In a California hospital, patients who could barely breathe were crowded in a hallway because there was no room for them anywhere else. This was in a TV news report in mid-December. That’s what it looks like, I thought.
Around the same time, New Mexico’s healthcare system went over the line into crisis mode. It has swung back. It will probably go back and forth again, especially if we have the anticipated surge resulting from people who did not take the holiday warning seriously.
New Mexico does not have enough hospital beds to cope with a surge of COVID-19. We’ve known that since the beginning.
We don’t have enough doctors or nurses to serve those patients, if the case numbers continue to rise.
Panels of experts have been organized, to make the decisions about who gets the ventilator and who doesn’t, if those decisions have to be made.
The governor cautioned, last spring, that New Mexico’s healthcare system is not robust enough to respond to an explosive spread of the virus. She warned New Mexicans to follow the guidelines, including wearing masks and staying out of large gatherings.
We heard from health care leaders. A few of these discussions were online and public. The CEOs of the major hospital systems described their plans for cooperation and sharing of resources. They talked about medical ethics issues and how New Mexico could be forced to ration health care. They did not want physicians to bear the burden of life or death decisions – who does not get the hospital bed or the ventilator — while standing in the hallway of the emergency room.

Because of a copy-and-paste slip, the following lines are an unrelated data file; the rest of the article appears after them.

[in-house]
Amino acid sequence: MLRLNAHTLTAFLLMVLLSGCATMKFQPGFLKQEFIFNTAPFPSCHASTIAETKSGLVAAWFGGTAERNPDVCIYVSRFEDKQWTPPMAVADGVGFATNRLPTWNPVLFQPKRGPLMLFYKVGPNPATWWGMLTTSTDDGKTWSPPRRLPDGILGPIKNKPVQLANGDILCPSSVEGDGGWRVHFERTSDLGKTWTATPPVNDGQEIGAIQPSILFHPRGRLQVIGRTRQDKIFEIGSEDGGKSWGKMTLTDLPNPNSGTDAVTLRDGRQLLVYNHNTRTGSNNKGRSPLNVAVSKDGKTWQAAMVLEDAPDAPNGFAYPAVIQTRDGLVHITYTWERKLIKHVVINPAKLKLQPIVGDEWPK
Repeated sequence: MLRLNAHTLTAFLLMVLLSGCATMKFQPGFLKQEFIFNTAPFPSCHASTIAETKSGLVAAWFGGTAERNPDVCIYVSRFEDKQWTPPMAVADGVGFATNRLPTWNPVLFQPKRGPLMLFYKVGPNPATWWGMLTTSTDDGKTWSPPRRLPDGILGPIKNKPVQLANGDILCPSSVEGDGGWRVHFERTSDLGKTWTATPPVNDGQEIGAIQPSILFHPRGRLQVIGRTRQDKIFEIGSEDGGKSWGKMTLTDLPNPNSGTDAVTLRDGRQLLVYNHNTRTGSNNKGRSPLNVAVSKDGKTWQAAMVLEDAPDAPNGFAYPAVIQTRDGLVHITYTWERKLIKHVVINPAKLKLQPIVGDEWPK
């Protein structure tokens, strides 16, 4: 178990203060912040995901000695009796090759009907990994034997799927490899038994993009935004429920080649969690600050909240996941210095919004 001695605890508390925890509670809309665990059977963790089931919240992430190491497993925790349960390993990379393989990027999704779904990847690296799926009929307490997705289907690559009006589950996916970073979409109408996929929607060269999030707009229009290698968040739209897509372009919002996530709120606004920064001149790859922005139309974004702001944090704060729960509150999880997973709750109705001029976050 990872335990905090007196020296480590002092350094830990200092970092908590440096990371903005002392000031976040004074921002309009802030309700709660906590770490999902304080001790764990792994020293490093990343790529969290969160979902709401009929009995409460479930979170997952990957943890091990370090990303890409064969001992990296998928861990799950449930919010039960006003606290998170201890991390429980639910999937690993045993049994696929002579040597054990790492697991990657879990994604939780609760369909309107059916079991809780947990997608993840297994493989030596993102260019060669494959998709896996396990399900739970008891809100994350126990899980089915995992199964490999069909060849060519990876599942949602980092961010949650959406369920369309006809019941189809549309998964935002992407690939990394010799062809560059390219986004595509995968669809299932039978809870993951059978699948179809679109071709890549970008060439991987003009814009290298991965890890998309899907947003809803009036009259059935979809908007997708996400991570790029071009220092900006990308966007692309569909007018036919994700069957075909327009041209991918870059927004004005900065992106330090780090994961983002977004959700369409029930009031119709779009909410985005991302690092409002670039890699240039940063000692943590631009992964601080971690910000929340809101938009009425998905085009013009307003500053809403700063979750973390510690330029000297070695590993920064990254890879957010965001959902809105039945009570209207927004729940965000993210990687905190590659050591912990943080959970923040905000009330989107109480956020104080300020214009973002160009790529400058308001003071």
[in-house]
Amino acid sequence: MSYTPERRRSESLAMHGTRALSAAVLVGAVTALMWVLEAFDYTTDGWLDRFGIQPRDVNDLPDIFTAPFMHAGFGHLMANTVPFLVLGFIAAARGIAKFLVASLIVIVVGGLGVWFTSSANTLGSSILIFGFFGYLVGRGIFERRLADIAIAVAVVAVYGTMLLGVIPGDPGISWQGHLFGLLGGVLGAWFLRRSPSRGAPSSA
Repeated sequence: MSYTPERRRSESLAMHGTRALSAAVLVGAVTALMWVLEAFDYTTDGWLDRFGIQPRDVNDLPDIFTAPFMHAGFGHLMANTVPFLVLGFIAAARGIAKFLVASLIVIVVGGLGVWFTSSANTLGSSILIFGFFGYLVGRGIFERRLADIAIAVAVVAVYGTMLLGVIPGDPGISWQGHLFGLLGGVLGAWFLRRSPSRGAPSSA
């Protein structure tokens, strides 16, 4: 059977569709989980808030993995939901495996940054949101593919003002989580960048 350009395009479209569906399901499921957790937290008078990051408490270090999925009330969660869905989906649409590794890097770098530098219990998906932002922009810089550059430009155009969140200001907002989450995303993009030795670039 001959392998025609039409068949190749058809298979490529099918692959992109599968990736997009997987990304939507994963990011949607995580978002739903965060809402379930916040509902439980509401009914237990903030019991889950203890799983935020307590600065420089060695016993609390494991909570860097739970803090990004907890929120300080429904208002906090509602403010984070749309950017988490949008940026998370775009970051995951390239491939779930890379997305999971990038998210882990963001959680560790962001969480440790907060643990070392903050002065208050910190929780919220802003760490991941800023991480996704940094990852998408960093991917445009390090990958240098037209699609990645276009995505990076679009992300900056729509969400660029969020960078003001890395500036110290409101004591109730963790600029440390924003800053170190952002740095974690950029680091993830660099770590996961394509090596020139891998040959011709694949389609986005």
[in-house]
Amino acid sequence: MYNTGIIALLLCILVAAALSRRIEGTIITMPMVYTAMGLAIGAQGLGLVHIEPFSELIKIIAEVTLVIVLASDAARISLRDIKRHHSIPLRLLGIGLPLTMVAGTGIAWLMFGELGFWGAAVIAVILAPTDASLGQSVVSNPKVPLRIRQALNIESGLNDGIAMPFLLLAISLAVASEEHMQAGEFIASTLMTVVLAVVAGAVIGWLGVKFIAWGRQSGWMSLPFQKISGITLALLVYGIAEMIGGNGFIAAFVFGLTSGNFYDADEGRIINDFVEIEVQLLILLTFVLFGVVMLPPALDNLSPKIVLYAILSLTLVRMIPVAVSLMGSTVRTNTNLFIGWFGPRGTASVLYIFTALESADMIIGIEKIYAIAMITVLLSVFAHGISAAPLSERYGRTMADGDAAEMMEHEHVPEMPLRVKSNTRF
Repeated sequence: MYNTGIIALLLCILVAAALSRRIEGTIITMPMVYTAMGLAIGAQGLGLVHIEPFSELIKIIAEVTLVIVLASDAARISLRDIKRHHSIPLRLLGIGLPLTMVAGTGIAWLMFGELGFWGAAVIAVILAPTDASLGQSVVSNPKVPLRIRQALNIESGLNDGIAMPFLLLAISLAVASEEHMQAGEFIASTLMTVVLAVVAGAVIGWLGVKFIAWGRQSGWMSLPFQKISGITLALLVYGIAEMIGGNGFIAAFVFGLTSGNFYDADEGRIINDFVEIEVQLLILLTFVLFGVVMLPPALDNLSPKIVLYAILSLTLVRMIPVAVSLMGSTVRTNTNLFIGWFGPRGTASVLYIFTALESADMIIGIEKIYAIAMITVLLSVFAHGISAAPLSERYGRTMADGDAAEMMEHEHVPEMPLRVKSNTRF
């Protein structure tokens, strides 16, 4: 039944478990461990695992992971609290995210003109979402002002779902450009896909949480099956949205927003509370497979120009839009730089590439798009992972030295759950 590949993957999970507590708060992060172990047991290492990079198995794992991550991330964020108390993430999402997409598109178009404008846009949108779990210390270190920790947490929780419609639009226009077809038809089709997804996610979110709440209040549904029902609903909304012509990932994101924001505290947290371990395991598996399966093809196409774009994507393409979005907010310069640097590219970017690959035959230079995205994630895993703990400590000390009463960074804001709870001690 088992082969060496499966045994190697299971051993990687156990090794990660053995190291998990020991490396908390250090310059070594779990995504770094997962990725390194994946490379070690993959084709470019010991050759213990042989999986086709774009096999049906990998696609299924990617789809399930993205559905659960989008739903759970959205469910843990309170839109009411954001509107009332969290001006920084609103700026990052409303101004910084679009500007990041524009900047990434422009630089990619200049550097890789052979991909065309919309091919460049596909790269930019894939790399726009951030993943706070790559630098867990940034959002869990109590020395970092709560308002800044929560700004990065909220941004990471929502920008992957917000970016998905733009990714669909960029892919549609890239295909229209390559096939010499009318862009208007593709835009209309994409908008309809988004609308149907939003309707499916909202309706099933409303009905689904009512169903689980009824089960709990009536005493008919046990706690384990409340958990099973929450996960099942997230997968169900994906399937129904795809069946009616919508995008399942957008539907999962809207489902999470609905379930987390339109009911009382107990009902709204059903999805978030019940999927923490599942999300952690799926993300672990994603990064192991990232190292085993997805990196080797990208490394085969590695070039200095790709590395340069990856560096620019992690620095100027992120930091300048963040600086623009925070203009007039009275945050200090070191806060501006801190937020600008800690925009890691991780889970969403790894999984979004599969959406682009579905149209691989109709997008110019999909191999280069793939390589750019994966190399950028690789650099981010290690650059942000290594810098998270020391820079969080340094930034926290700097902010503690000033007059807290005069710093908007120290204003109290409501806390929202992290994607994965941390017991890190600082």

There was talk of a statewide panel of medical ethicists who would create guidelines that doctors could follow.
The science has progressed in the last several months. Ventilators are no longer quite as critical as they were back then. Treatments now exist that were not known in the spring. Those treatments are available only if there are doctors, nurses, therapists and hospital beds.
New Mexico has been over the line. Though I cannot predict our status on the day you read this, we have spent some days in crisis mode.
The governor’s executive order 2020-083 orders a new COVID-19 credential for physicians, nurse practitioners and other advanced health care providers treating patients with the virus or believed to have the virus. With this credential, they are considered public employees for the purposes of the state’s Tort Claims Act. That ensures doctors treating COVID-19 patients have some of their liability exposure absorbed by the state.
This order takes effect when the state reaches the point where “crisis care” is necessary because there aren’t enough resources for every patient. At that point, the health care system switches from the standard of the best interest of every individual patient to the best interest of the state’s public health.
The governor didn’t get us here. People who ignored the public health guidelines did.
The executive order is on the governor’s website. It’s worth reading in detail.
I also recommend a longer document titled “New Mexico Triage Protocol for the Allocation of Scarce Resources Under COVID-19 Crisis Standards of Care.” I especially recommend this document to you if you think your individual judgment is smarter than the science and you don’t have to social distance or wear a mask.
The protocol document is on the Health Department website. With almost mathematical specificity, it explains the statewide and local advisory boards and the standards for decisions that have to be made under crisis standards of care.
As the policy documents explain, if someone in your family is the one denied a ventilator, it will not be the governor but a member of your community who will make that tragic decision.
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